Diagrams might be good enough to give you a sense of whether a particular design might be feasible but that's about as far as I would trust them. Unlike designing something physical in nature, you can't just calculate whether or not your still unimplemented software design will hold up in reality. You have to actually write the code and produce working software that you can test and run through its paces. I think that Jack Reeves makes a point along the same lines in his essays that I cited.

This goes back to what I wrote earlier about software design dealing largely with ideas that exist in people's heads. When more than one person is involved in the development of software, the ideas they each have in their heads need to be aligned. This is why collaboration and discussion is important. Diagrams can help in establishing a common understanding between people. See the diagram on this page. Even when you are designing software by yourself, there is still another entity involved: the computer.

This is why I like to refer to the ideas you have about software as "theories." You draw a very rough representation of an idea on the board. It's a picture of your theory of how the software should work. You write code that reflects the idea and fills in the many details that are needed to make the idea a whole piece of working software. The code is the embodiment of your ideas, organized in a way and in a form that can be translated into instructions that a computer can execute. Writing the code and organizing it in a way that makes sense when you read it, as Jack Reeves asserts, is design. Actually creating the software that the computer runs is the "implementation" or "build" part of the process.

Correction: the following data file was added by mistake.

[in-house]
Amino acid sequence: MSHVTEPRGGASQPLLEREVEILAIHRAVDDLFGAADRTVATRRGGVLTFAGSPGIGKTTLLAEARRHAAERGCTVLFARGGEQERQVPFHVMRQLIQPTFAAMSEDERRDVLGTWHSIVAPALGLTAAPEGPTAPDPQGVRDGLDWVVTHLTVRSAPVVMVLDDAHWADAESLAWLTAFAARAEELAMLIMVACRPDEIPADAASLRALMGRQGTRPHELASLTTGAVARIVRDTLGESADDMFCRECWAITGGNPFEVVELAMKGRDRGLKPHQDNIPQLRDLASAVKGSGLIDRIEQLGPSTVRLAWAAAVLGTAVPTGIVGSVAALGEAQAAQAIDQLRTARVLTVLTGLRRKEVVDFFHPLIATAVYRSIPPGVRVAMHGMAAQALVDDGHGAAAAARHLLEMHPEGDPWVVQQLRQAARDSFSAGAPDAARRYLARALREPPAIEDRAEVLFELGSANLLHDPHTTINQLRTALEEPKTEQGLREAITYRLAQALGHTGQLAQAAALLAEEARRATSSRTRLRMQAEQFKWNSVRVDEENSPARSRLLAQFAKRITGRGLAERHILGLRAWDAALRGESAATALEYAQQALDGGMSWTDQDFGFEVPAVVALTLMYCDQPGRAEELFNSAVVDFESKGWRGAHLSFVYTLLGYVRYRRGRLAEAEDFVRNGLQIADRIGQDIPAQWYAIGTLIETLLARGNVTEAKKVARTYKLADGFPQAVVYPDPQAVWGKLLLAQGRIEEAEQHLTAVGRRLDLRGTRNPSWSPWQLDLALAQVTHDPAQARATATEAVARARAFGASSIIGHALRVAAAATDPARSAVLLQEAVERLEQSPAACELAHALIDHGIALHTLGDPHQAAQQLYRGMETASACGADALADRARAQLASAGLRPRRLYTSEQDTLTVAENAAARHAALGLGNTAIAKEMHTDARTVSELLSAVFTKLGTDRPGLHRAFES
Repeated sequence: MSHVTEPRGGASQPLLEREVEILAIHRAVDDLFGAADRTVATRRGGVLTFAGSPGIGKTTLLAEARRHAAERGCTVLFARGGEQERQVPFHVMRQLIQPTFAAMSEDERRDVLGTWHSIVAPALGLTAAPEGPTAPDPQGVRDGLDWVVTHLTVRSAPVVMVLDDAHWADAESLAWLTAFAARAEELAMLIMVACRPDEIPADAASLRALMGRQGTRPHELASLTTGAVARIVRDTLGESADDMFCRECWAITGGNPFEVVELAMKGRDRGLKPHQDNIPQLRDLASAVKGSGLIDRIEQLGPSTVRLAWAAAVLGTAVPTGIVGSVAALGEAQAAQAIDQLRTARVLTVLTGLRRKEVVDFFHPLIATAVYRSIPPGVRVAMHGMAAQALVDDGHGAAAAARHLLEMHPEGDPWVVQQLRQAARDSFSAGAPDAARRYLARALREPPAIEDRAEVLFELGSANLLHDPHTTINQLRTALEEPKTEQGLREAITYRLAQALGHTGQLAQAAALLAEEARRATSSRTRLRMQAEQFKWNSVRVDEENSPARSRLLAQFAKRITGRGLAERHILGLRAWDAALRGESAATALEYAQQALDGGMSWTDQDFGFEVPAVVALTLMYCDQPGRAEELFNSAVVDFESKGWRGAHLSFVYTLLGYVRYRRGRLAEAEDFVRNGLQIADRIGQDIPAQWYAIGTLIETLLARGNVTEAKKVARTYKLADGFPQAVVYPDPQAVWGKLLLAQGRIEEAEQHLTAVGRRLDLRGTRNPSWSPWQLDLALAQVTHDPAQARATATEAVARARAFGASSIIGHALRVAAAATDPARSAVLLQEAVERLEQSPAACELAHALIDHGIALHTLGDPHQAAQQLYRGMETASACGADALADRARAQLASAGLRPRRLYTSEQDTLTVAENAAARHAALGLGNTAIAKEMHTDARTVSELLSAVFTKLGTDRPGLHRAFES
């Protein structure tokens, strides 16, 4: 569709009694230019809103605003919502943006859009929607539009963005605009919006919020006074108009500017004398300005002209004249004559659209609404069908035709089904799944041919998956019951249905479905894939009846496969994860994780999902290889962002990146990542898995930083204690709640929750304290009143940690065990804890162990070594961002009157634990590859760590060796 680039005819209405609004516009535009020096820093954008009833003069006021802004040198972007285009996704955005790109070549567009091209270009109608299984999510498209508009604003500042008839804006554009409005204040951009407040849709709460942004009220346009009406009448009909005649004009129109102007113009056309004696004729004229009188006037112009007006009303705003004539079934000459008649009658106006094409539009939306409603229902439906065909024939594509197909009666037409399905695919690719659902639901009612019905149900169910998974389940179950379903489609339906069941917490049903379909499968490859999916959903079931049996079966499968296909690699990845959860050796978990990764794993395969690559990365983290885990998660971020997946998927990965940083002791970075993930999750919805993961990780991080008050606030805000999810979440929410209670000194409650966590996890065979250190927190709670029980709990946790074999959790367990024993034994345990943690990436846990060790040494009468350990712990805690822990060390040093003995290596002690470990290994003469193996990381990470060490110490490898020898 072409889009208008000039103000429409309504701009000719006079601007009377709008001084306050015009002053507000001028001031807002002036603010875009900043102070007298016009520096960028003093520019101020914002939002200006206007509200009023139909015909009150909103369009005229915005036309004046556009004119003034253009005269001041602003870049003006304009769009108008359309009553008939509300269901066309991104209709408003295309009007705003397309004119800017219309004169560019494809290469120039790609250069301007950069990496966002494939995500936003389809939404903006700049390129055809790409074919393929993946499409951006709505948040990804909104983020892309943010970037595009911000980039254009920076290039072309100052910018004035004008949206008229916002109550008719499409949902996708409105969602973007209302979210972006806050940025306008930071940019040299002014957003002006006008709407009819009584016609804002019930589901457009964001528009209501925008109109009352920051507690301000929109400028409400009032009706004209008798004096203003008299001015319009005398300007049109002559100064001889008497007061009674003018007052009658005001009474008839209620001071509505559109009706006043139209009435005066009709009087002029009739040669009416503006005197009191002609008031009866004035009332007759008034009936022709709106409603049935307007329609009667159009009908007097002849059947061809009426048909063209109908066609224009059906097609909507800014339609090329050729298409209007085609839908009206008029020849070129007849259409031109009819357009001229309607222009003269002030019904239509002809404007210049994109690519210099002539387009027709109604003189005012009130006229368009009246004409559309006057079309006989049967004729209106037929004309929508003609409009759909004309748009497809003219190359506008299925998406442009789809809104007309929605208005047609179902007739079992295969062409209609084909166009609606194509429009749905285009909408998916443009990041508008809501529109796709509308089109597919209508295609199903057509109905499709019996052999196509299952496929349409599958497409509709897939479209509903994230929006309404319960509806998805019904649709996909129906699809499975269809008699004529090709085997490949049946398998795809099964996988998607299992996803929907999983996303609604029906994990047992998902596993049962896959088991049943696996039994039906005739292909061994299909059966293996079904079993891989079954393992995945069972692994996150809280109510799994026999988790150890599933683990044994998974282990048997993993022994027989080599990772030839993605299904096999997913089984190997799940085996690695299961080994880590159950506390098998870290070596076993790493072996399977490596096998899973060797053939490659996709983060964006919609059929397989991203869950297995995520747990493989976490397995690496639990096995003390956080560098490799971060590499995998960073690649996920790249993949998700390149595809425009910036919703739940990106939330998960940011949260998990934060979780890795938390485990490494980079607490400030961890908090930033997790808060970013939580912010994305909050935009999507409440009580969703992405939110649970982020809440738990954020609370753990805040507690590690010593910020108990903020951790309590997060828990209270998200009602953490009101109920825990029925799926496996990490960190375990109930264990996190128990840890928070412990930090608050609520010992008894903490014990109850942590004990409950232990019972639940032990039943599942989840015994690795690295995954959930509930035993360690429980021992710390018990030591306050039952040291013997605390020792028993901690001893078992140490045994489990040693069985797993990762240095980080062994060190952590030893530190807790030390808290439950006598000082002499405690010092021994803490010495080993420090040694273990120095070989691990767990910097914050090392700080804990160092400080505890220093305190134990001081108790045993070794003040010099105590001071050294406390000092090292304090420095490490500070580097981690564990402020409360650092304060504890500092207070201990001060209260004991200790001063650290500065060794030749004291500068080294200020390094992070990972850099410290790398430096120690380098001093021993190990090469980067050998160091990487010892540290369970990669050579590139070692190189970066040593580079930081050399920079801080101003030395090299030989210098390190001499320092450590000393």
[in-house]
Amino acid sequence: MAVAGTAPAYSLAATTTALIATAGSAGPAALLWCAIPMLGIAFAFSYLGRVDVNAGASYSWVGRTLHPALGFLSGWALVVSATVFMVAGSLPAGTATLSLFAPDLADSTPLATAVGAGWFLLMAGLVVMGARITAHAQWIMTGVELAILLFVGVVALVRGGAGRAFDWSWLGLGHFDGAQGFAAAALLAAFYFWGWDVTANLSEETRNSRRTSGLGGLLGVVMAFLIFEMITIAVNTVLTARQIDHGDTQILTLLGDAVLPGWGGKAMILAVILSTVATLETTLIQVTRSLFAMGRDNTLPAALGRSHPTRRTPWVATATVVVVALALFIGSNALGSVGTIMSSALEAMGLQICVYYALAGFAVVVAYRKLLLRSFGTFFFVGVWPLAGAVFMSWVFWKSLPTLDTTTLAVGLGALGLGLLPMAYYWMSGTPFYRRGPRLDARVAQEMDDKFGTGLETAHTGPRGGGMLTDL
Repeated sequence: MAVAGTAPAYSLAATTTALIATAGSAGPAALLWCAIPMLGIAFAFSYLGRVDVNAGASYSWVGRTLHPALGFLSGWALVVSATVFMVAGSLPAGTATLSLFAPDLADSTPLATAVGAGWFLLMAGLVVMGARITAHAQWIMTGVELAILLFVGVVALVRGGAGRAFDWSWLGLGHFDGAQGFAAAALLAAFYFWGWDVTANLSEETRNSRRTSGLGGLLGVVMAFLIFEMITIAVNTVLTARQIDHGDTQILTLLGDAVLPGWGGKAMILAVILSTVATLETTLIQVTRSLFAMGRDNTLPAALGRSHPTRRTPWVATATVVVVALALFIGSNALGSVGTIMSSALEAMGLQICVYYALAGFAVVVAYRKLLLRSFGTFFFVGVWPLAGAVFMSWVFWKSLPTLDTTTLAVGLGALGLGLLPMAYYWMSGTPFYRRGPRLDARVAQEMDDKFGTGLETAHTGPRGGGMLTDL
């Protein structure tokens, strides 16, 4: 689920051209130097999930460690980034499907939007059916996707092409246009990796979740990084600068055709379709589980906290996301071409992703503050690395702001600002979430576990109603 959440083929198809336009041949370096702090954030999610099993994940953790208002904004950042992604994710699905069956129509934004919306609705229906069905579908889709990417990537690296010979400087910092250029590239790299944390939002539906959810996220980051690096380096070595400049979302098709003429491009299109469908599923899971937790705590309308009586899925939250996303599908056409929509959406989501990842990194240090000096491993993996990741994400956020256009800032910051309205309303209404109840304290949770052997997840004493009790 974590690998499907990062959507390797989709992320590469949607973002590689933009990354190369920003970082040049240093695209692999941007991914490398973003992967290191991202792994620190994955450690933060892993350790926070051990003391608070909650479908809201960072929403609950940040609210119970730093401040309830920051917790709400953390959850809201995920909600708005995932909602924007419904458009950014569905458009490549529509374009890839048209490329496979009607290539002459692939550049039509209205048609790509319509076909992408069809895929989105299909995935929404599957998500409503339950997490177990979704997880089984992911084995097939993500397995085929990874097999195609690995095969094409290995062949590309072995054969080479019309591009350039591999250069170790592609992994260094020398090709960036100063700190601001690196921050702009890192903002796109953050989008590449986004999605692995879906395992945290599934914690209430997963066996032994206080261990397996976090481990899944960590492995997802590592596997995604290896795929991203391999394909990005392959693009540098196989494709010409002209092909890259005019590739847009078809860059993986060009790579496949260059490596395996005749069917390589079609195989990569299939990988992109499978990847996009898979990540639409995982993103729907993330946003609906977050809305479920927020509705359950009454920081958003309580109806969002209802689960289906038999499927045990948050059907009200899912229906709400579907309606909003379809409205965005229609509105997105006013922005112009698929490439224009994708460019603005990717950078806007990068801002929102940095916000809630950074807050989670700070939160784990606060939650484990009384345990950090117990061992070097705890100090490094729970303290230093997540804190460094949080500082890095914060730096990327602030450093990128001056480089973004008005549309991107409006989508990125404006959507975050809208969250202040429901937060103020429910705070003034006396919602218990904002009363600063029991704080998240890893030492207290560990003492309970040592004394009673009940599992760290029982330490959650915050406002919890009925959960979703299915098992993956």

You then run the software to see if the theory that you described in code matches how the computer actually interprets what you wrote. This is testing. If the results don't match your expectations, then there's a flaw in your theory, or in the way you described it in the code, or both, so you go back to the drawing and/or the code and tweak things. Then you build and test the software again. Rinse and repeat until you get the results that show that you and the computer are on the same page about what should be done. The computer now "gets" your idea, your theory.

This is the difference between traditional engineering work and software development work. Engineers can plan out their projects to minute detail because it helps them avoid mistakes and rework. Their work (edit:is very imperative -- wrong term) can be done in a prescriptive manner, where tasks are completed more or less sequentially and work follows a natural and logical progression. They work with constraints which are known or can be determined beforehand using well-established formula and parameters. On the other hand, software development is empirical and while we can still define constraints and do some planning up front, and we can follow general principles and patterns, the work we do is much more fluid and involves a greater degree of variability. It's usually not practical or even possible to account for all the different variables up front. We have to work incrementally and iteratively instead, discovering and accounting for the different things that can affect our system as we go.
 
Maurice brown
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Thanks guys for the feedback.

Junilu Lacar, i'm going to try to read your articles.